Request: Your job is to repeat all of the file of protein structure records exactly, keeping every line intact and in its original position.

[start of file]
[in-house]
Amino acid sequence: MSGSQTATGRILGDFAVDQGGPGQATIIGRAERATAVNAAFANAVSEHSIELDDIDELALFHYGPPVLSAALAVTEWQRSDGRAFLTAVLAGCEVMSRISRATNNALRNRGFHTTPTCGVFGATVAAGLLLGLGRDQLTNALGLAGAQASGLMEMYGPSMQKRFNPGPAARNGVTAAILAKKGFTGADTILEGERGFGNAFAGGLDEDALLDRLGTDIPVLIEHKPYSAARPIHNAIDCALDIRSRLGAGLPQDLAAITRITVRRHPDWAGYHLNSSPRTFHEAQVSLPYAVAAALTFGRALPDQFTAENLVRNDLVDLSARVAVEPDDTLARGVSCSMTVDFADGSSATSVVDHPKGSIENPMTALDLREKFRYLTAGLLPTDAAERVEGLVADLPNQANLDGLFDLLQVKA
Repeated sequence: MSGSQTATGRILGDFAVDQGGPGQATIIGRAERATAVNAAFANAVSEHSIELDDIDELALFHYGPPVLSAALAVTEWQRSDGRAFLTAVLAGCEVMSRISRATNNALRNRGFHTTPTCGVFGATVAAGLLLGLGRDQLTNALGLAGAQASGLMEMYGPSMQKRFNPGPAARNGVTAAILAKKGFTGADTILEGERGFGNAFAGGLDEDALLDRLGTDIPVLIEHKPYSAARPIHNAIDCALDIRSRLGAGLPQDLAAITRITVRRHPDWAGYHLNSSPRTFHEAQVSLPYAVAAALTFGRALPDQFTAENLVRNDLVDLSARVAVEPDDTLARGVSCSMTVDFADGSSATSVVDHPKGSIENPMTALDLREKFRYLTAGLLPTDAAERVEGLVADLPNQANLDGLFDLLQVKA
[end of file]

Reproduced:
[in-house]
Amino acid sequence: MSGSQTATGRILGDFAVDQGGPGQATIIGRAERATAVNAAFANAVSEHSIELDDIDELALFHYGPPVLSAALAVTEWQRSDGRAFLTAVLAGCEVMSRISRATNNALRNRGFHTTPTCGVFGATVAAGLLLGLGRDQLTNALGLAGAQASGLMEMYGPSMQKRFNPGPAARNGVTAAILAKKGFTGADTILEGERGFGNAFAGGLDEDALLDRLGTDIPVLIEHKPYSAARPIHNAIDCALDIRSRLGAGLPQDLAAITRITVRRHPDWAGYHLNSSPRTFHEAQVSLPYAVAAALTFGRALPDQFTAENLVRNDLVDLSARVAVEPDDTLARGVSCSMTVDFADGSSATSVVDHPKGSIENPMTALDLREKFRYLTAGLLPTDAAERVEGLVADLPNQANLDGLFDLLQVKA
Repeated sequence: MSGSQTATGRILGDFAVDQGGPGQATIIGRAERATAVNAAFANAVSEHSIELDDIDELALFHYGPPVLSAALAVTEWQRSDGRAFLTAVLAGCEVMSRISRATNNALRNRGFHTTPTCGVFGATVAAGLLLGLGRDQLTNALGLAGAQASGLMEMYGPSMQKRFNPGPAARNGVTAAILAKKGFTGADTILEGERGFGNAFAGGLDEDALLDRLGTDIPVLIEHKPYSAARPIHNAIDCALDIRSRLGAGLPQDLAAITRITVRRHPDWAGYHLNSSPRTFHEAQVSLPYAVAAALTFGRALPDQFTAENLVRNDLVDLSARVAVEPDDTLARGVSCSMTVDFADGSSATSVVDHPKGSIENPMTALDLREKFRYLTAGLLPTDAAERVEGLVADLPNQANLDGLFDLLQVKA